Getting to both Monterrico and Paredon is super easy from Antigua. They are both only about an hour and a half away by direct shuttle. We assumed they would be pretty close together with Monterrico being just the “next town up the coast”. Our plan was to get to Monterrico and then get a tuk tuk or cab to go to Paredon. The reality is that they are 2 hours apart and separated by a lot of dirt roads. It was not until we were standing in Monterrico at El Delfin pricing out our options that we realized how wrong we were. The good news is we were able to find three different ways to make the journey from Monterrico to Paredon. The bad news is none of them are great.
Option 1: Monterrico to Paredon by Private Car
The receptionist at the El Delfin Hotel knew a friend that could drive us direct from Monterrico to Paredon in the morning. The friend had taken her the previous week for a special price of just 550Q. She was pretty confident he could do the same for us. I was immediately against this idea as 550Q was more than all of the transportation we had taken previously in Guatemala combined! When we met the guy he said he could offer us a special price. But it would be 600Q as the price of gas had gone up. He also explained that the normal price for a private car between the two is 700Q.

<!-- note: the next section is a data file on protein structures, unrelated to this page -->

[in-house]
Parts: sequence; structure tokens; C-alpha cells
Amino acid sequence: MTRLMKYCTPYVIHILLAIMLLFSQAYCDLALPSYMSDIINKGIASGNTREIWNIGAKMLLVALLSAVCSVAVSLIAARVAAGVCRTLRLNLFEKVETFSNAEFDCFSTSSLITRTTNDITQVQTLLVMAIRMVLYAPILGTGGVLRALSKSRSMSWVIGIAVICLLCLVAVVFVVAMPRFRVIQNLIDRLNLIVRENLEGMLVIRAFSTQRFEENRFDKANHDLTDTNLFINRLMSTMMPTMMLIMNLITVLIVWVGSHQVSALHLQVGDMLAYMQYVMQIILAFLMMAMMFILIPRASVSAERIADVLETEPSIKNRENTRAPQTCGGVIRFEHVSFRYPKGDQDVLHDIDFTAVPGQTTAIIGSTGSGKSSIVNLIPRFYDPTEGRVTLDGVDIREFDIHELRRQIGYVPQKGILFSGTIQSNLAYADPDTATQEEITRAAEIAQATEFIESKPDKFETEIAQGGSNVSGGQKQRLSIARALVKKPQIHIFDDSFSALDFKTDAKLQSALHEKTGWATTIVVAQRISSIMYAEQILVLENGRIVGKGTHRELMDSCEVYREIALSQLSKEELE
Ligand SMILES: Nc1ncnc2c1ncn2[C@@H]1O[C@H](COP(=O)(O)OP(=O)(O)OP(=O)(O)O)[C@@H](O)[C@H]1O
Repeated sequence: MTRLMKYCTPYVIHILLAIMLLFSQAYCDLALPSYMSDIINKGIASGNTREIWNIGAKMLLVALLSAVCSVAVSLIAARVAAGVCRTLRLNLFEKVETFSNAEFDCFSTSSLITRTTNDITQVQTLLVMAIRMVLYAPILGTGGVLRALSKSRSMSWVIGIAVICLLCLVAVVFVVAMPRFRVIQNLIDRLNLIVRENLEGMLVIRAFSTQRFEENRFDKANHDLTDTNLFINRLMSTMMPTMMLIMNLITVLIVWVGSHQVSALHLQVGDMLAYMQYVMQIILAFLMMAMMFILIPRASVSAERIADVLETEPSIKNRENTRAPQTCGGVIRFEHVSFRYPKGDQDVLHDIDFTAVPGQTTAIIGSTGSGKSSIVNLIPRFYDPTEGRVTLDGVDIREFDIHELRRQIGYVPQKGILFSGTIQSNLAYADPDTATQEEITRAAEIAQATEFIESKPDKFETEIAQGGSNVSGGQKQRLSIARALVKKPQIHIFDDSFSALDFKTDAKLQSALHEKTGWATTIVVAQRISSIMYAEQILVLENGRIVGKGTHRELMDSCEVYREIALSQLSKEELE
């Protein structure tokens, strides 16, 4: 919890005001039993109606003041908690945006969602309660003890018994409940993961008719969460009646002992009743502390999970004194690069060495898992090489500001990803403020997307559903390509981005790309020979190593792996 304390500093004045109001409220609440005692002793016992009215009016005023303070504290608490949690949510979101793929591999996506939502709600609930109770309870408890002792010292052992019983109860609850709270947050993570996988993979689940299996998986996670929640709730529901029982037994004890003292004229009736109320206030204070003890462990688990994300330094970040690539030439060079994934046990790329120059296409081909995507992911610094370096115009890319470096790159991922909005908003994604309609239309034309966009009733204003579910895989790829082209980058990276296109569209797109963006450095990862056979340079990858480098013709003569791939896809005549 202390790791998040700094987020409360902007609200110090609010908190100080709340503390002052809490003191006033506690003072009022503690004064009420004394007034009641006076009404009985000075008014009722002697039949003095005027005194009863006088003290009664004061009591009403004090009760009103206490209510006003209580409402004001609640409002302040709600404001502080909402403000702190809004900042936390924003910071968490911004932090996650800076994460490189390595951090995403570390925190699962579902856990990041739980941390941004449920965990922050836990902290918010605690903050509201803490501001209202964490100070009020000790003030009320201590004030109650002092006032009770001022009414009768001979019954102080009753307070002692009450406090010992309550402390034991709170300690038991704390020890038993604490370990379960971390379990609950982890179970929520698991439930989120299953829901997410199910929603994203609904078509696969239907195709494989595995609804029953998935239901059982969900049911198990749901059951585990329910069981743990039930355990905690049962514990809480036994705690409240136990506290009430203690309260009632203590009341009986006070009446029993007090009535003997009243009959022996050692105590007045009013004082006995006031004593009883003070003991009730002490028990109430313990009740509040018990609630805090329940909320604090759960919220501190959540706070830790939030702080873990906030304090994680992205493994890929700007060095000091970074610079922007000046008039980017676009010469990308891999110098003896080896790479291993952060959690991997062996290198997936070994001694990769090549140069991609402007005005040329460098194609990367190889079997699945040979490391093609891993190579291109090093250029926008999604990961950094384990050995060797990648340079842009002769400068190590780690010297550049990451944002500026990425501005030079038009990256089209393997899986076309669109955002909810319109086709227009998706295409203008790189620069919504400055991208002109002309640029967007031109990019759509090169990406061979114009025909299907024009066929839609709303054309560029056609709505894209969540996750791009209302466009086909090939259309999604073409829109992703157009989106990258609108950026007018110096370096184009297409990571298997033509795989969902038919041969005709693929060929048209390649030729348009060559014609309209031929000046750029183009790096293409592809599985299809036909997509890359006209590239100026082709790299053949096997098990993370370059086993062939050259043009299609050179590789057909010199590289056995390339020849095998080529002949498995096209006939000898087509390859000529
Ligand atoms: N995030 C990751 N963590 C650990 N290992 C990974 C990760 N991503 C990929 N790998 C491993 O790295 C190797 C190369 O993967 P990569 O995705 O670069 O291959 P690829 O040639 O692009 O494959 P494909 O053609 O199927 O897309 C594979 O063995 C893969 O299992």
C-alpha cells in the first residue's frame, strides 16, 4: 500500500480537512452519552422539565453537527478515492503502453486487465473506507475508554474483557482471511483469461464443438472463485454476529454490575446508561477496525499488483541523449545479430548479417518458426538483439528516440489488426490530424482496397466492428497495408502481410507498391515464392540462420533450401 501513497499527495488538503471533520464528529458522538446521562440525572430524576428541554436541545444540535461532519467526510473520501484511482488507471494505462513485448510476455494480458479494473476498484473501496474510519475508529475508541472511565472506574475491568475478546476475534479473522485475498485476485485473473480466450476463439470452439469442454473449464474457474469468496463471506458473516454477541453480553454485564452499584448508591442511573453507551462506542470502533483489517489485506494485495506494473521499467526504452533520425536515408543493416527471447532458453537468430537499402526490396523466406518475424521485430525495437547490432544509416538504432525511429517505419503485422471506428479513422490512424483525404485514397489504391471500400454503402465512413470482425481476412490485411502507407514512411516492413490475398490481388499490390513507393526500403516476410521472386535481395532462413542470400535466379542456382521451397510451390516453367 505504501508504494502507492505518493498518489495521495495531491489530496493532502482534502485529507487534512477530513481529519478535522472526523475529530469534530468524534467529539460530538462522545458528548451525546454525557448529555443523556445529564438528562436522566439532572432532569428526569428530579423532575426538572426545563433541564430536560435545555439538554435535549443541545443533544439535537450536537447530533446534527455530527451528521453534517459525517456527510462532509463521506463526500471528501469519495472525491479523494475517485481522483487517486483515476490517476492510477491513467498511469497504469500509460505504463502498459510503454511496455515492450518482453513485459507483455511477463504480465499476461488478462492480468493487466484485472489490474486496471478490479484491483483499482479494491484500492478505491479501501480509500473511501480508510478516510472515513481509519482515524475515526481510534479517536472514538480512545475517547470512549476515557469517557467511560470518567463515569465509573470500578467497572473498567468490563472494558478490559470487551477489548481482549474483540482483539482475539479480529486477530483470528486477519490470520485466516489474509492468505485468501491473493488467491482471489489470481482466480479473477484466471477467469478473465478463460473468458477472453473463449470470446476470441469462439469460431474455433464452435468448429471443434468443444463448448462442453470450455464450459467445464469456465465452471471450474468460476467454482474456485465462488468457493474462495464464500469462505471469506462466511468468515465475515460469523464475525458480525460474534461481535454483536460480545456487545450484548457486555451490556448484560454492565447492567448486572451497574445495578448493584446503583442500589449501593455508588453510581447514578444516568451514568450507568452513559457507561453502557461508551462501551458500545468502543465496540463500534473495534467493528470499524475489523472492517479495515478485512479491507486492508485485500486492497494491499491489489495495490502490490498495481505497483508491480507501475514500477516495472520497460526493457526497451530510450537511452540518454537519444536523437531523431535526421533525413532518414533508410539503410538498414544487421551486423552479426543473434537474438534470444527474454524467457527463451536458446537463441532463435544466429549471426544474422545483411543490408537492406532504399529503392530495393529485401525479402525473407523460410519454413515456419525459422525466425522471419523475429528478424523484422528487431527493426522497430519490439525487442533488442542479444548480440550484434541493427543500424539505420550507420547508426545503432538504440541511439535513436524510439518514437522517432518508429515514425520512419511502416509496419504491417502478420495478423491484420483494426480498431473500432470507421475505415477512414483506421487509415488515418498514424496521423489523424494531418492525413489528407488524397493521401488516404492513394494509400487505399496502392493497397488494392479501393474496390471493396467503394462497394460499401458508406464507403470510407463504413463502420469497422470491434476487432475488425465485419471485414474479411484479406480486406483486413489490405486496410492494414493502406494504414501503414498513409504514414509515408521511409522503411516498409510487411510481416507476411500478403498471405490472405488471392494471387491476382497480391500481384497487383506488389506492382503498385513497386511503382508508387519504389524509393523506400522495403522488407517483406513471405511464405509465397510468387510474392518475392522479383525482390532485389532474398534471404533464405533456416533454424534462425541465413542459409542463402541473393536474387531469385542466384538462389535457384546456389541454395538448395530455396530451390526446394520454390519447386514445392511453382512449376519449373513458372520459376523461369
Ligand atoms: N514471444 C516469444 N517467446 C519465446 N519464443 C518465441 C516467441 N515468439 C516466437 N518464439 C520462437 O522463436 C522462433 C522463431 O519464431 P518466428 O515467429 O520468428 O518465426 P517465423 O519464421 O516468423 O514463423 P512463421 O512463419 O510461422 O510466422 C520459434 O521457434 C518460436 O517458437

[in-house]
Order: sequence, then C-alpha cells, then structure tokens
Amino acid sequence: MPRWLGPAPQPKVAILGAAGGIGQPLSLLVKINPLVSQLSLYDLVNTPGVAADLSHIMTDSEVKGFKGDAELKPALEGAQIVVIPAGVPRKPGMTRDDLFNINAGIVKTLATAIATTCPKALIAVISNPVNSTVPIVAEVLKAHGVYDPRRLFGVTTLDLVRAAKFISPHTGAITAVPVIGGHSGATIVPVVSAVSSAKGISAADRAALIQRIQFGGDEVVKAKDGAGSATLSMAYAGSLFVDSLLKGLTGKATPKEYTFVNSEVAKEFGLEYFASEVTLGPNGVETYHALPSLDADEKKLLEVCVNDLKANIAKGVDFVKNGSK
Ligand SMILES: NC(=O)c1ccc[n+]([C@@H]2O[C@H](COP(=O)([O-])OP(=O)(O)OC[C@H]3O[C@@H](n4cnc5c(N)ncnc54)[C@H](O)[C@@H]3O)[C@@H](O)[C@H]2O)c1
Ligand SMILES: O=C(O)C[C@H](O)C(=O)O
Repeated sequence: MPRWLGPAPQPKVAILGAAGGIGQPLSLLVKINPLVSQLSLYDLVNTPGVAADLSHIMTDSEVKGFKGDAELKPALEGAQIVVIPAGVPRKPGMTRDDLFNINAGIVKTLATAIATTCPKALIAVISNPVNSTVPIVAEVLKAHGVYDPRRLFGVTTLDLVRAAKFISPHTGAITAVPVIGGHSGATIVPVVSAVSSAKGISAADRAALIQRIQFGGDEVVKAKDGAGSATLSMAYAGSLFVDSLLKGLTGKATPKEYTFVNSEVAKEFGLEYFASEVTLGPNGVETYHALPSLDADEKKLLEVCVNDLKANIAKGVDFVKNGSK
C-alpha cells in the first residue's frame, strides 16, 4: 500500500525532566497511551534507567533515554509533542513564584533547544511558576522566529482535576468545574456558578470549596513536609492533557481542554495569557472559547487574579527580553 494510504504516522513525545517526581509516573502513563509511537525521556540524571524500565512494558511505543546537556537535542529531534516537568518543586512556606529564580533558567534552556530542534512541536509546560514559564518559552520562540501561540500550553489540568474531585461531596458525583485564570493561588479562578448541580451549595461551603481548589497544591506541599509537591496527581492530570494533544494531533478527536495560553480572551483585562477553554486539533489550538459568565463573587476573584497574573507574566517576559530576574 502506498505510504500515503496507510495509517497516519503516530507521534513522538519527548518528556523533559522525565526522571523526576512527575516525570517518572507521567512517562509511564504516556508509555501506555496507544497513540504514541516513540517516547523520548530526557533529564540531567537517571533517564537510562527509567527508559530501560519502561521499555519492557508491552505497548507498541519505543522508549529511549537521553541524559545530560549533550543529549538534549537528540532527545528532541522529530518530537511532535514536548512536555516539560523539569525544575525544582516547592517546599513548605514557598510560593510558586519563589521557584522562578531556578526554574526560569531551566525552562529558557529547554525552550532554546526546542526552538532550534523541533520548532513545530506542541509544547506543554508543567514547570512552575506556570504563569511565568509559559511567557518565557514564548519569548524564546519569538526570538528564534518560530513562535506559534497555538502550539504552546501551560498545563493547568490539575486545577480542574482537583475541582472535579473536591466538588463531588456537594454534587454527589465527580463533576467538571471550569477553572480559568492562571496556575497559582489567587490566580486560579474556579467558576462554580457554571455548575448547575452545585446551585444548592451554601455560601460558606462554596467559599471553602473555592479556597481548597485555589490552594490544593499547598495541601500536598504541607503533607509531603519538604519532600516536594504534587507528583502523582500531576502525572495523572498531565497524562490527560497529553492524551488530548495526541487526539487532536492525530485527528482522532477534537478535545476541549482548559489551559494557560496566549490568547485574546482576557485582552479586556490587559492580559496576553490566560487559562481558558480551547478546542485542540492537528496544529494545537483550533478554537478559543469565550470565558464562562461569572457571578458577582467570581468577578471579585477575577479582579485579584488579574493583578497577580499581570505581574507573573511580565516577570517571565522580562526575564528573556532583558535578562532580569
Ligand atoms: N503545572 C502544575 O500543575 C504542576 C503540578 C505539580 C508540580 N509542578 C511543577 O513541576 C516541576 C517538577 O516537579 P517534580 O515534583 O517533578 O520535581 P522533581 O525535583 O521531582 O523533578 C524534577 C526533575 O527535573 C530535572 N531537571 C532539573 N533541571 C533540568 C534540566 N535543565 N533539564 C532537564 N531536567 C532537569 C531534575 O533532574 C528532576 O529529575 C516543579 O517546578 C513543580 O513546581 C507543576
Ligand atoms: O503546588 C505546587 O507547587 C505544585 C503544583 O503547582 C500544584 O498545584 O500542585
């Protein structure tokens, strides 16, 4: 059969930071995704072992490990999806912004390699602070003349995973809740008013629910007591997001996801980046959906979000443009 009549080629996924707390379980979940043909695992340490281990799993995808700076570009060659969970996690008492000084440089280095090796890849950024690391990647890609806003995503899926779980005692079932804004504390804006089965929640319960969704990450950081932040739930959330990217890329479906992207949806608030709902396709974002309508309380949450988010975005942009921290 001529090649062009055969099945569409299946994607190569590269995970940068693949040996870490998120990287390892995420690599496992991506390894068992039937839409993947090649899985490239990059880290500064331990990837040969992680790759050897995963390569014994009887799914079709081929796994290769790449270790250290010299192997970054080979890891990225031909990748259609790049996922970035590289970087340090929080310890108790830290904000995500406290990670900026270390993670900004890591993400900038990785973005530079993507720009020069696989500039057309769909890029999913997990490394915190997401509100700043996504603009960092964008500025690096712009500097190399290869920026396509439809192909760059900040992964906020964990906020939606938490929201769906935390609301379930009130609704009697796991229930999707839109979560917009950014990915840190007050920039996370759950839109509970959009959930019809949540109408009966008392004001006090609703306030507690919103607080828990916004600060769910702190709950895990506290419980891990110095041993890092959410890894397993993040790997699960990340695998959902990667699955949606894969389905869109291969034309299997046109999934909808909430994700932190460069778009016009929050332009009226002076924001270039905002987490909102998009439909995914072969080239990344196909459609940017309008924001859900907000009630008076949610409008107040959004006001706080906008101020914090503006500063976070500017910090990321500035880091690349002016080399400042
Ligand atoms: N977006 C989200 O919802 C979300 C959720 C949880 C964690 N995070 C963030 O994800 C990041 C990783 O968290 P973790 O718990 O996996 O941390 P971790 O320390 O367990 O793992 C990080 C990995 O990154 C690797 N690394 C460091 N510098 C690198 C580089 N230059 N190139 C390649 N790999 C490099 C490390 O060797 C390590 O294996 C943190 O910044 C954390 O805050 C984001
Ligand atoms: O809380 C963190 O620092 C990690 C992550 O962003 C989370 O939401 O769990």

Option 2: Shuttle from Monterrico to Antigua then to Paredon
Knowing that it was only 80Q back to Antigua and then another 80Q to Paredon we briefly considered backtracking an hour and a half to save the money. But I really wanted to get to the beach with enough time to enjoy the surf, so we tossed this idea. I will say that this is the easiest and safest way to get from Monterrico to Paredon and vice versa.
Option 3: Public Transportation from Monterrico to Paredon
Not liking any of the answers we had received so far I decided to walk down the little road in Monterrico to ask locals how they would get from one town to the other. They all said I should take the “micro bus.” No one had previously mentioned a local bus going between the two locations. I was shocked and asked at least three more locals just to be sure. They all said the same thing. Yes there is a bus, yes it is safe, and yes it leaves all day long every 30 minutes. Plus it is super cheap. Our prayers had been answered!
How to Take Public Transportation from Monterrico to Paredon